Did you know that if you are employed in the UK and needing to work from home, you are entitled to tax relief? Tax relief is paid by the HMRC rather than your employer. Here is a short guide on how to claim it.
I am not a financial advisor, so take this information as you would a chat with a friend in a coffee shop – it’s an informed tip and not a financial advice, ok?
For everything you might need to know more about that I am not covering in this article, go to this page. Now let’s get into key details.
Flat rate claims
The flat rate tax relief for anyone working from home and is a flat rate allowance of £26/month (or £6/week) from 6 April 2020. Important details:
- You are not eligible for the tax relief for the time you have been furloughed
- It is not required to provide evidence of your costs increasing because you work from home under this option i.e. if your utilities went up, you are not required to provide the details of the increase
- You can claim relief for the entiretyof2020/21 even if you only worked at home for a day or two. For other, non-pandemic years, the allowance is available for any full weeks you have worked from home
Tax relief is deducted directly from your taxable income and is usually handled through PAYE. You will receive a cheque only in instances where you claim retrospectively for past years – there is a limit to how far back you can go. If you are claiming for 2020/20201, the relief could look like this example:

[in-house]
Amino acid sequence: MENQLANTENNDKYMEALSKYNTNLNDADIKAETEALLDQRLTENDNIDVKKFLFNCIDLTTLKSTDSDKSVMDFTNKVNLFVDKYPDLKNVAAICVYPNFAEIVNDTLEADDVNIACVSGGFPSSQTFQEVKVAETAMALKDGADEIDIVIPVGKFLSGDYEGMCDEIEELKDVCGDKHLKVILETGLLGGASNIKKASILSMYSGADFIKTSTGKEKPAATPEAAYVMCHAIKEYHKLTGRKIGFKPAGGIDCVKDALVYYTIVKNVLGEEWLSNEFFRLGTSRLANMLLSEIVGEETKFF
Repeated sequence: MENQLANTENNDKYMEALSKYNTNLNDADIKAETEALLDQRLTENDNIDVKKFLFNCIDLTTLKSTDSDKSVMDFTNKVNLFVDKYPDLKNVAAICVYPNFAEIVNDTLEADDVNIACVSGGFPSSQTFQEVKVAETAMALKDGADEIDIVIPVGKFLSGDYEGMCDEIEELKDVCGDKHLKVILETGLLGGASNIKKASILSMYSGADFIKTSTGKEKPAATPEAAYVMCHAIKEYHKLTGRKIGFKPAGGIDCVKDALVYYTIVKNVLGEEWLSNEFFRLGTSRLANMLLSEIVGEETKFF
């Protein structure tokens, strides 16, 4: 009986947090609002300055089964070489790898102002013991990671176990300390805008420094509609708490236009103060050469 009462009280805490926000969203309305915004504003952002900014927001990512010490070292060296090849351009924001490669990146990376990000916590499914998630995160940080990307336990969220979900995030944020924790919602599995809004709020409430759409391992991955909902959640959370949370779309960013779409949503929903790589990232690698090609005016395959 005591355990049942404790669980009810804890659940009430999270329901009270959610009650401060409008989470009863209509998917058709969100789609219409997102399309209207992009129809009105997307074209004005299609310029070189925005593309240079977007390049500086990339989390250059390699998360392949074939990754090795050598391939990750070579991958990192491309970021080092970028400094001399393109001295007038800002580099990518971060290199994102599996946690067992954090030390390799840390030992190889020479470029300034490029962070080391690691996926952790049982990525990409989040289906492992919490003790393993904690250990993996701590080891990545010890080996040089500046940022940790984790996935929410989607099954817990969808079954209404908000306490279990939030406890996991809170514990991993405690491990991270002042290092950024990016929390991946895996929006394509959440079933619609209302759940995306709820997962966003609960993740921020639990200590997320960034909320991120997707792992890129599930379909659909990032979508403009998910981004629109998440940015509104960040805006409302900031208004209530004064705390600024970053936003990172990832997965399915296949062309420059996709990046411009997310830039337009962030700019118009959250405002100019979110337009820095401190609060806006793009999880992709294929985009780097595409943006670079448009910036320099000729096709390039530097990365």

you earn £1,000 per month, and make a successful claim for £26 per month.
Your taxable income is reduced by the successful claim amount and therefore is reduced to £974 (£1,000 less £26) – if you are in the 20% tax bracket, you end up paying £5.20 less in tax per month. This changes for higher tax bracket accordingly.
Actual expenses claims
If you wish to claim more than £26/month, you can claim tax relief for specific things, including an increase in costs such as additional heating and lighting of the room you work in, specific work-only purchases to make your home office usable, or metered water – note rent, council tax, water rates, broadband costs or insurance are not costs you can claim for. You will need to provide evidence such as bills to support this claim and the costs must Be incurred wholly, exclusively and necessarily for your work.
How to claim
Once you’ve decided the best option for you, here’s how to claim.
You can make the claim online, by phone, by post or through your tax return. If you usually complete a self-assessment return, you can claim it as part of this process. For the 2019-20 tax year, the return is required to be filed by 31 January 2021, and by 31 January 2022 for the 2020-21 tax year.
If you don’t usually complete self-assessments, you can still claim it by filling in a P87 form either online using the Government Gateway or using a postal form.
You will require the following information to complete your claim:
- Your passport details
- National insurance number
- Name of your employer and PAYE reference (found on your P60)